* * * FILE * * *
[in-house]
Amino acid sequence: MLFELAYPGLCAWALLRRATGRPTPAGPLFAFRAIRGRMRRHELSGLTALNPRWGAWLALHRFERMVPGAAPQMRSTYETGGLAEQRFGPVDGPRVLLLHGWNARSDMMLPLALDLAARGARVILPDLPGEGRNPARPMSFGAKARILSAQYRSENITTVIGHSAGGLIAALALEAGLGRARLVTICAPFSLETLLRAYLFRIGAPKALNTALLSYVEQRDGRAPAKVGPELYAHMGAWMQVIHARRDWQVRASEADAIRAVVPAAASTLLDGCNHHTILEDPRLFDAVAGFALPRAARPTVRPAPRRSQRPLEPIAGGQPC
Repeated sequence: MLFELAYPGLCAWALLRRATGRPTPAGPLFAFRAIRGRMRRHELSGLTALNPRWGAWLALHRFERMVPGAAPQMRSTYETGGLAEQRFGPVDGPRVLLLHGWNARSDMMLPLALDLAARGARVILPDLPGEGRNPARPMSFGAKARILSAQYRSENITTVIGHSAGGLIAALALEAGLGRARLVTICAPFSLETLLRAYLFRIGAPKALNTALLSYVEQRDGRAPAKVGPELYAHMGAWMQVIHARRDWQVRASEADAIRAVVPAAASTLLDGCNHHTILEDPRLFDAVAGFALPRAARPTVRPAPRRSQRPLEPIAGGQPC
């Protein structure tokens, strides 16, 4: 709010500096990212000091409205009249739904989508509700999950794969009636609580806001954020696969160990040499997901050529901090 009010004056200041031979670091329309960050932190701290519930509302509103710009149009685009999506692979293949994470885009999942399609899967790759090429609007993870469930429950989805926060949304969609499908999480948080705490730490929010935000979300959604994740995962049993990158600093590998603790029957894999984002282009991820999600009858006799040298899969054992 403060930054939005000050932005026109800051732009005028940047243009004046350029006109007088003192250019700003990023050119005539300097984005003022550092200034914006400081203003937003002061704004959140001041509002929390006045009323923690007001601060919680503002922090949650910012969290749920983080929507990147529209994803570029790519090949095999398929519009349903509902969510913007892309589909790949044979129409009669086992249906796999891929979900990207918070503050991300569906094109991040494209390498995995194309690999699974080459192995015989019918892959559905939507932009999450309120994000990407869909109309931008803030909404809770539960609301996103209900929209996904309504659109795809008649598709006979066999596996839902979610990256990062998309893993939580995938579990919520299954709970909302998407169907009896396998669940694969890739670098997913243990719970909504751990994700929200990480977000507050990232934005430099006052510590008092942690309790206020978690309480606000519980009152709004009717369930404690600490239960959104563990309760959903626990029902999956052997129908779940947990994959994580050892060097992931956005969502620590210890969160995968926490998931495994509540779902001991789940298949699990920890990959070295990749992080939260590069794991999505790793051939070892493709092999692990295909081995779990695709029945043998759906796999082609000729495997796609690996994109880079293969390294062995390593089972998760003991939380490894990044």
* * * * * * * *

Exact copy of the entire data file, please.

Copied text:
[in-house]
Amino acid sequence: MLFELAYPGLCAWALLRRATGRPTPAGPLFAFRAIRGRMRRHELSGLTALNPRWGAWLALHRFERMVPGAAPQMRSTYETGGLAEQRFGPVDGPRVLLLHGWNARSDMMLPLALDLAARGARVILPDLPGEGRNPARPMSFGAKARILSAQYRSENITTVIGHSAGGLIAALALEAGLGRARLVTICAPFSLETLLRAYLFRIGAPKALNTALLSYVEQRDGRAPAKVGPELYAHMGAWMQVIHARRDWQVRASEADAIRAVVPAAASTLLDGCNHHTILEDPRLFDAVAGFALPRAARPTVRPAPRRSQRPLEPIAGGQPC
Repeated sequence: MLFELAYPGLCAWALLRRATGRPTPAGPLFAFRAIRGRMRRHELSGLTALNPRWGAWLALHRFERMVPGAAPQMRSTYETGGLAEQRFGPVDGPRVLLLHGWNARSDMMLPLALDLAARGARVILPDLPGEGRNPARPMSFGAKARILSAQYRSENITTVIGHSAGGLIAALALEAGLGRARLVTICAPFSLETLLRAYLFRIGAPKALNTALLSYVEQRDGRAPAKVGPELYAHMGAWMQVIHARRDWQVRASEADAIRAVVPAAASTLLDGCNHHTILEDPRLFDAVAGFALPRAARPTVRPAPRRSQRPLEPIAGGQPC
């Protein structure tokens, strides 16, 4: 709010500096990212000091409205009249739904989508509700999950794969009636609580806001954020696969160990040499997901050529901090 009010004056200041031979670091329309960050932190701290519930509302509103710009149009685009999506692979293949994470885009999942399609899967790759090429609007993870469930429950989805926060949304969609499908999480948080705490730490929010935000979300959604994740995962049993990158600093590998603790029957894999984002282009991820999600009858006799040298899969054992 403060930054939005000050932005026109800051732009005028940047243009004046350029006109007088003192250019700003990023050119005539300097984005003022550092200034914006400081203003937003002061704004959140001041509002929390006045009323923690007001601060919680503002922090949650910012969290749920983080929507990147529209994803570029790519090949095999398929519009349903509902969510913007892309589909790949044979129409009669086992249906796999891929979900990207918070503050991300569906094109991040494209390498995995194309690999699974080459192995015989019918892959559905939507932009999450309120994000990407869909109309931008803030909404809770539960609301996103209900929209996904309504659109795809008649598709006979066999596996839902979610990256990062998309893993939580995938579990919520299954709970909302998407169907009896396998669940694969890739670098997913243990719970909504751990994700929200990480977000507050990232934005430099006052510590008092942690309790206020978690309480606000519980009152709004009717369930404690600490239960959104563990309760959903626990029902999956052997129908779940947990994959994580050892060097992931956005969502620590210890969160995968926490998931495994509540779902001991789940298949699990920890990959070295990749992080939260590069794991999505790793051939070892493709092999692990295909081995779990695709029945043998759906796999082609000729495997796609690996994109880079293969390294062995390593089972998760003991939380490894990044």